Welcome to Rich Textures Crochet! Today we are going to learn how to crochet a classic knit looking men’s beanie! This pattern contains two variations – with a brim and without.
I mentioned in a previous post that my husband had been looking forward to the day when I would finally crochet something for him! I set to work designing a classic looking scarf and men’s beanie combination that he fell in love with!
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Did you miss the men’s scarf crochet pattern from last week? Don’t worry, you can find the free pattern and video tutorial here: Men’s Classic Crochet Scarf – Free Crochet Pattern. This is the scarf pictured below:
Gorgeous right? He definitely needed a hat to go with it! Something simple, easy to make and easy to coordinate.
You will see that there are two variations for this hat, and I include the instructions for both in this post. You see, I really couldn’t decide between the hat with a brim or without – you’ll have to let me know in the comments which you choose!
Both hats are constructed the same way, worked sideways. I started by making a small chain loop, and then after crocheting a longer chain, worked the pattern in rows. Each time I returned to that small starting chain in a loop, I slip stitched into the centre. Confused? Check out the free video tutorial following the written pattern.
This hat and the scarf are both made using the gorgeous yarn called “Rapture” by Sugar Bush Yarns. This yarn is a Llama/Merino blend. So it carries the warmth of wool, but is super soft! For my husband, he loved it as he always finds wool a bit too itchy against his skin. Rapture is a happy medium!
If you would like to check out Sugar Bush Yarn’s selection of premium fibre, you may do so on their website: https://www.sugarbushyarns.com. I highly recommend it and I thank them for generously supporting this new pattern!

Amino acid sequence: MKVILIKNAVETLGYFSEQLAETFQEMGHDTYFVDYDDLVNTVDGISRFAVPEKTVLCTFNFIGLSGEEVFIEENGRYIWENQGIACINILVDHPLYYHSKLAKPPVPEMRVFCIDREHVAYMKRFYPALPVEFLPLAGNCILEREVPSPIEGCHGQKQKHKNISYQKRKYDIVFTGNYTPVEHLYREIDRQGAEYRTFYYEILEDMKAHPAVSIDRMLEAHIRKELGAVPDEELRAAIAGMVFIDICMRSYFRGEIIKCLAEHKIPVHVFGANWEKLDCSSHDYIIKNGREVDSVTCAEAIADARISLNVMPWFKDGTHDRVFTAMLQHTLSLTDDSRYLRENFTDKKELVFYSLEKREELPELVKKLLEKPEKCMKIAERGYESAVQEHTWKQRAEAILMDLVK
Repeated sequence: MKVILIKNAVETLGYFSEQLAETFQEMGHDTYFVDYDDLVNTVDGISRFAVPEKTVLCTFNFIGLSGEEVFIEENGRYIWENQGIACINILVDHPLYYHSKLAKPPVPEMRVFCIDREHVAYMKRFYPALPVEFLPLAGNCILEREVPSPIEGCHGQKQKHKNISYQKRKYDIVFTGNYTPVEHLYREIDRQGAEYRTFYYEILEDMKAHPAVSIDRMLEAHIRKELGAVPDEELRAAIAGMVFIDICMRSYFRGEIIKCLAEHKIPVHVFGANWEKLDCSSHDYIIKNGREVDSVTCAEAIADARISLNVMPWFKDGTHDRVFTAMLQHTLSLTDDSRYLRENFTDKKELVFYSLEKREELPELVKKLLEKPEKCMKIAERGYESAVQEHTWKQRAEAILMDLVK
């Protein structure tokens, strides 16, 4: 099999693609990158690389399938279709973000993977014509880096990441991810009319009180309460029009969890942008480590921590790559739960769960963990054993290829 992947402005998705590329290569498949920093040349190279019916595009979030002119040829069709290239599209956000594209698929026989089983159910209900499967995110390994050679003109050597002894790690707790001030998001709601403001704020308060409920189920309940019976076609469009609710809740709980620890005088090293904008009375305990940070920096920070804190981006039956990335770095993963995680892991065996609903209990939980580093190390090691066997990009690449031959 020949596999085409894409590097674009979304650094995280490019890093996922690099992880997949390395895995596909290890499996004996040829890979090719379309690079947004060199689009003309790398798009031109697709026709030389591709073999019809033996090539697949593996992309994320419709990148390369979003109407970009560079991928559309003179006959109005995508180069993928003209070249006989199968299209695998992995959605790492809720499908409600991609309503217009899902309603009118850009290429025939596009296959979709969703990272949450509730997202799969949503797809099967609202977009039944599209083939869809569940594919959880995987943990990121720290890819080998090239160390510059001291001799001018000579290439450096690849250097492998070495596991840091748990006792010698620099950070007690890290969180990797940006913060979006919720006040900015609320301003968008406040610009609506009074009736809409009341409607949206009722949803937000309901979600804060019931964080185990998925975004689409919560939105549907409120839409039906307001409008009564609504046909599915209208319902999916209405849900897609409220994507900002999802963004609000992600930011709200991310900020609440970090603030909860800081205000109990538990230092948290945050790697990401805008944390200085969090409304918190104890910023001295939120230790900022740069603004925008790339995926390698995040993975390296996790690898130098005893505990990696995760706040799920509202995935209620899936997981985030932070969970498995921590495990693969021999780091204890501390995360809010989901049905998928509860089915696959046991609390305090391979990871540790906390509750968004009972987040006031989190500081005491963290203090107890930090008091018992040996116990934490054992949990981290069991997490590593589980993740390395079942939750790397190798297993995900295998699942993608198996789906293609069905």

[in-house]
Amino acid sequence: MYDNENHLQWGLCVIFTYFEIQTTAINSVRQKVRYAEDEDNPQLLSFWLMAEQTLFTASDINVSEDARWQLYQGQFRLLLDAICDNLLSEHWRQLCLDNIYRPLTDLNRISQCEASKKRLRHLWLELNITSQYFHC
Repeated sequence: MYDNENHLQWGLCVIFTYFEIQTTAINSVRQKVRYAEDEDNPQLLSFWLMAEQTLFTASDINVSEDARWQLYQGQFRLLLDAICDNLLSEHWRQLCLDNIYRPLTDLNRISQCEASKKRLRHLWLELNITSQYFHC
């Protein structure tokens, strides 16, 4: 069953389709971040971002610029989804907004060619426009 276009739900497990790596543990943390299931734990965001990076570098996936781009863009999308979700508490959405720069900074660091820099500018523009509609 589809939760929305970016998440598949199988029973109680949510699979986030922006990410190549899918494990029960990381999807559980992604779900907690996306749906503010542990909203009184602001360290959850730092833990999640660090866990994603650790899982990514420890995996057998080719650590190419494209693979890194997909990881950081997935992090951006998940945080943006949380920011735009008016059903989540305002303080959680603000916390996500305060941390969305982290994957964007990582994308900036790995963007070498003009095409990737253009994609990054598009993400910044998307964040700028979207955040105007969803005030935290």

Where to find the pattern:
The written pattern will be written out below, followed by a free video tutorial. However, if you would like to purchase a PDF copy of the pattern or add this pattern to your library, you may do so from either my Etsy or Ravelry Shop linked below:
Click here for the Classic Men’s Crochet Beanie on Etsy
Click here for the Classic Men’s Crochet Beanie on Ravelry
Thank you so much for stopping by! Happy Crocheting!
Men’s Classic Crochet Beanie:
Skill Level: Easy
Gauge: 20 sts x 31 rows of pattern = 4 inches.
Finished Size: Approximately 8 x 9 inches laid flat, 20-21 inch circumference when stretched.
Yarn: Rapture by Sugar Bush Yarns (50% merino/50% Llama Soft; 3.5 oz/100g; 211 yds/193 m); For Hat with Brim: 1.5 Skeins Smoky Spirit; For Hat with no brim: 1 Skein Smoky Spirit
Buy the yarn now:
Sugar Bush Rapture Yarn, Fierce Flame
Hook: Size J/10 (6.0 mm). Adjust hook size if necessary to obtain correct gauge.
Notions: Yarn Needle
Stitches and Abbreviations:
Blo – Back Loop Only
Ch – Chain
Rpt – Repeat
Sc – Single Crochet
Sk – Skip
Sl St – Slip Stitch
Yo – Yarn Over
- This pattern contains the instructions for 2 styles, one with a brim and one without.
- Pattern is written in American English terms.
- Pattern is worked in rows lengthwise.
- Ch 1 at beg of row does not count as stitch.
- After row 1, the rest of the pattern will be worked in the BLO.
- Each time you return to your starting loop after working the row, sl st into the centre of the loop before turning.
- Weave in ends as needed.
Free Crochet Pattern:
Ch 12, without twisting chain, join in first ch with a sl st.
For hat with brim ch 66, for hat without brim ch 56.
Row 1: Sc in the 2nd ch from hook and in each across; at the end of the chain, when you reach your beginning loop, sl st into the centre of the loop. Turn. (65/55 sc)
Row 2: Ch 1, working in the blo sl st in each sc all the way across; turn. (NOTE: Do not work in either the turning sl st or chain.)
Row 3: Ch 1, working in the blo sl st in each st all the way across; at the end of the chain, when you reach your beginning loop, sl st into the centre of the loop. Turn
Row 4: Ch 1, working in the blo sl st in each st all the way across; turn.
Row 5: Ch 1, working in the blo, sc in each st across; at the end of the chain, when you reach your beginning loop, sl st into the centre of the loop. Turn.